Iran Disrupts Internet as Elections Loom

Authorities take early steps to prevent protests, say experts
By Mark Russell,  Newser Staff
Posted Feb 14, 2012 10:25 AM CST
Iran Disrupts Internet as Elections Loom
In this June 15, 2009 file photo, a demonstrator wears a mask in the party's color of green, as hundreds of thousands of supporters of leading opposition presidential candidate Mir Hossein Mousavi turn out to protest the result of the election at a mass rally in Azadi (Freedom) square in Tehran, Iran.   (Photo by Ben Curtis)

With parliamentary elections looming in Iran next month, authorities are ramping up censorship of the opposition, disrupting much of the country's Internet in the process, reports Reuters. Millions are having trouble accessing their email and social networking sites, which played an important role in the protests that followed the dubious presidential election of 2009.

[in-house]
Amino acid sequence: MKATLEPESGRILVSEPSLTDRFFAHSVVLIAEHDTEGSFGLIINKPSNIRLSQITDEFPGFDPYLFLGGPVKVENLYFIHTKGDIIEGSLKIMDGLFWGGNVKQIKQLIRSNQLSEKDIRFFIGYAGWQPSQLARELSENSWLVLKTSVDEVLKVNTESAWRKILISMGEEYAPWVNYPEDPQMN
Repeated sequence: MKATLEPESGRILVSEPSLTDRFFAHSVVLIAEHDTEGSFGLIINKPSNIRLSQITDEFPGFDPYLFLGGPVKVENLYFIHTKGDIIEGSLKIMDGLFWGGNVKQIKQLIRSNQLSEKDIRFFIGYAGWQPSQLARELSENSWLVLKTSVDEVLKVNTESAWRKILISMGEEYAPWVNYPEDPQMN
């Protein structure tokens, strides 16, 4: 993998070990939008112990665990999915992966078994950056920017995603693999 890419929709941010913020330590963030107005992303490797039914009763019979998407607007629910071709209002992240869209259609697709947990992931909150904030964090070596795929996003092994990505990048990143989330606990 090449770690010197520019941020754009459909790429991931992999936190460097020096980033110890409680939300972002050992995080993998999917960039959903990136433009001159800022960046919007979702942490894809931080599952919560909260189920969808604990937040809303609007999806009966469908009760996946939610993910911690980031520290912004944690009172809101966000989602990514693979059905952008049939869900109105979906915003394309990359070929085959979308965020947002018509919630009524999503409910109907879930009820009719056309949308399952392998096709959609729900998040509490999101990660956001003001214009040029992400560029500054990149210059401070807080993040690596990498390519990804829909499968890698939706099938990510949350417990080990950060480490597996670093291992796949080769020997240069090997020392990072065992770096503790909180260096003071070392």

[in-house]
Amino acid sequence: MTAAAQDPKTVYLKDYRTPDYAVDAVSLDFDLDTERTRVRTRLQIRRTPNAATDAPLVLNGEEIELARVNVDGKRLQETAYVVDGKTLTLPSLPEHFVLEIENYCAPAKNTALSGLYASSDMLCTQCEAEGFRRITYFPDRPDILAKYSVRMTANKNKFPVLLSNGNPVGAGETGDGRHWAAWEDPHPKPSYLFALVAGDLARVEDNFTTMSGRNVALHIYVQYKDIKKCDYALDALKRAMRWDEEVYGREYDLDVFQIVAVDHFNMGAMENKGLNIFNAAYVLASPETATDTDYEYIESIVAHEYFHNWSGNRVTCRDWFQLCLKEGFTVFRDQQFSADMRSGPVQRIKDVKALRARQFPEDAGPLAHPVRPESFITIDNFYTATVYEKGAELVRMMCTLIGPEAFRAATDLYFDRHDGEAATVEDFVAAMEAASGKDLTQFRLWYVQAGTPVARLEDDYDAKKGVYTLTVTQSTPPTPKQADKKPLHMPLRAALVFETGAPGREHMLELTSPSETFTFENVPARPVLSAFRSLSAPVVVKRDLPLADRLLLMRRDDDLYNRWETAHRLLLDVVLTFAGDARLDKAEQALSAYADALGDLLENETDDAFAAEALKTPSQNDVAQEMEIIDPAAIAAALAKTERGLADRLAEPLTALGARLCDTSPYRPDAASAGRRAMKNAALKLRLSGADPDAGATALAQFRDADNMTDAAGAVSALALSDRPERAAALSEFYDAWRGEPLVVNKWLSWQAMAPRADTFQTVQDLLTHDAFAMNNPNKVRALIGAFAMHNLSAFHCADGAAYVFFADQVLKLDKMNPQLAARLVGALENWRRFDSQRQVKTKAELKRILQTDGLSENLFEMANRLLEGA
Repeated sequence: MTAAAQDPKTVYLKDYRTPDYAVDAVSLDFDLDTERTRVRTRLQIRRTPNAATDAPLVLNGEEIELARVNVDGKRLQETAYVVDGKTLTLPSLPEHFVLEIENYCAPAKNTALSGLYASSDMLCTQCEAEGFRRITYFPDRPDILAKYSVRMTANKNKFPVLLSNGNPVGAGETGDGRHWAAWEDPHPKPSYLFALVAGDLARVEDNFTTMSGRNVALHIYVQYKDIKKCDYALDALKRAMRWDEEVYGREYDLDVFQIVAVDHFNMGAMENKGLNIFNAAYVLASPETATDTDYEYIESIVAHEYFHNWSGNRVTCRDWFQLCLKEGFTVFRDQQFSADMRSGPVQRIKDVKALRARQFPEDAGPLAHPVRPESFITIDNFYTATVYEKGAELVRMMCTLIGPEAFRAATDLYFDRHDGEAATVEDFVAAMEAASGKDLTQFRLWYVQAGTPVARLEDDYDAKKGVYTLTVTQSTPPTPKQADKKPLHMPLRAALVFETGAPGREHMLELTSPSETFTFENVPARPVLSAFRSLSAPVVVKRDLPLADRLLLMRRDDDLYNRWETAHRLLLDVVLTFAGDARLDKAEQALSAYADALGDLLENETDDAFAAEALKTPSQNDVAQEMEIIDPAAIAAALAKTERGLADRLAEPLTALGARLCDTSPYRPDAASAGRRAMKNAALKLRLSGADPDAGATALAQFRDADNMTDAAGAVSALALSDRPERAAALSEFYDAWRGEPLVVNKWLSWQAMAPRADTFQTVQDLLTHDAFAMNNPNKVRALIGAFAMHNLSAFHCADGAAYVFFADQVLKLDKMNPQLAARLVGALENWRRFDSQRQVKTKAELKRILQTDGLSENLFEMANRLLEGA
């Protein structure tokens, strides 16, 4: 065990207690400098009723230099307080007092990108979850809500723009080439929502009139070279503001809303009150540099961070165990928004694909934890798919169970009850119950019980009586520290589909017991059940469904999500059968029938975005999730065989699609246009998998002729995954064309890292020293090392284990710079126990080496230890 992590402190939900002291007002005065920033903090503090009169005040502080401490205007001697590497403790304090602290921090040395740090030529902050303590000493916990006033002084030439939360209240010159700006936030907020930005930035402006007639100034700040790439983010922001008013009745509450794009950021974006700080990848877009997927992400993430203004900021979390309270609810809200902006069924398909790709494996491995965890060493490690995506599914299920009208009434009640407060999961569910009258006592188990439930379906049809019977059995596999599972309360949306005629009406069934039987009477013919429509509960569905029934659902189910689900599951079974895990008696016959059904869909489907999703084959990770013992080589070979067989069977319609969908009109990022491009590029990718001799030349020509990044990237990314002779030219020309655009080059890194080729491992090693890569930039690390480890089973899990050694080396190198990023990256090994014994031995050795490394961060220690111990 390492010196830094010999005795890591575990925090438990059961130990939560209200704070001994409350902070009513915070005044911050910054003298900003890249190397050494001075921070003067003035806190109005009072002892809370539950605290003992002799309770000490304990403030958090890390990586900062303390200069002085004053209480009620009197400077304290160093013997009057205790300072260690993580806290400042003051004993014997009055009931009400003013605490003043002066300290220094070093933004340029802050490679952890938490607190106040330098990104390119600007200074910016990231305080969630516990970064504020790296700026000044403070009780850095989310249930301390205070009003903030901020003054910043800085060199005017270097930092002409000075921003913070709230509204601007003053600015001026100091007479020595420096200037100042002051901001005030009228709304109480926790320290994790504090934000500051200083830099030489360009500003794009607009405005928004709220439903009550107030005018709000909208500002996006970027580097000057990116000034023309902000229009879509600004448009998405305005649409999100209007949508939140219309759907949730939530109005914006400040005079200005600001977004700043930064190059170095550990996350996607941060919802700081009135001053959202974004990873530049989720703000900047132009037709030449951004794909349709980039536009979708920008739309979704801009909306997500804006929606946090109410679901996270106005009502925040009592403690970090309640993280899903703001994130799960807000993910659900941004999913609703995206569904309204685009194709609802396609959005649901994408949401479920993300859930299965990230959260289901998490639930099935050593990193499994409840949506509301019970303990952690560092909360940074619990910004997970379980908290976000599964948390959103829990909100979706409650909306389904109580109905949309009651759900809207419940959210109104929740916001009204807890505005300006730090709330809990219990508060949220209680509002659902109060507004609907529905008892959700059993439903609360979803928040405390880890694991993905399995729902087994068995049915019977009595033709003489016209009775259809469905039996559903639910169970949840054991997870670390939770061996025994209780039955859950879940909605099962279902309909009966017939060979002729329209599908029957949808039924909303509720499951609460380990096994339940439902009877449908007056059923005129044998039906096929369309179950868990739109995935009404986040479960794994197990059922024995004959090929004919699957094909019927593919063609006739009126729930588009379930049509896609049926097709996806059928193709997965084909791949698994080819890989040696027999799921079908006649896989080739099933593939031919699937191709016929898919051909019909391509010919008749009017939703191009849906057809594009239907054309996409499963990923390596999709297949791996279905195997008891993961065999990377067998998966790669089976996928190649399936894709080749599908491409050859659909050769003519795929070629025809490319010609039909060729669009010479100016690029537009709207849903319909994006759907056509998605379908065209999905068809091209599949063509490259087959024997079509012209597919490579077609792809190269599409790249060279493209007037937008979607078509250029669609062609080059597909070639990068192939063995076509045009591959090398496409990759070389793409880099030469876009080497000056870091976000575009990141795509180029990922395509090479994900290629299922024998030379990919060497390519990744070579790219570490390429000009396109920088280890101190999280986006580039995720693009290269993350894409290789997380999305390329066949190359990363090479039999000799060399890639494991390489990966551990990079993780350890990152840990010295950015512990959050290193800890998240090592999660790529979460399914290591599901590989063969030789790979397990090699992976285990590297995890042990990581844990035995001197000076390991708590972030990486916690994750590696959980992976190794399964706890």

The March 2 elections will be the first national elections since that presidential election. "The government is testing different tools," said one expert. "They might have wanted to see the public reaction." Tehran, however, is denying any role in the online disruptions, which appear to be targeting international websites that use encryption, such as Secure Sockets Layer protocol. "We have never considered Google as appropriate to serve Iranian users, because Google is at the service of the CIA," says one member of Iran's Internet censorship committee. (Read more Iran stories.)

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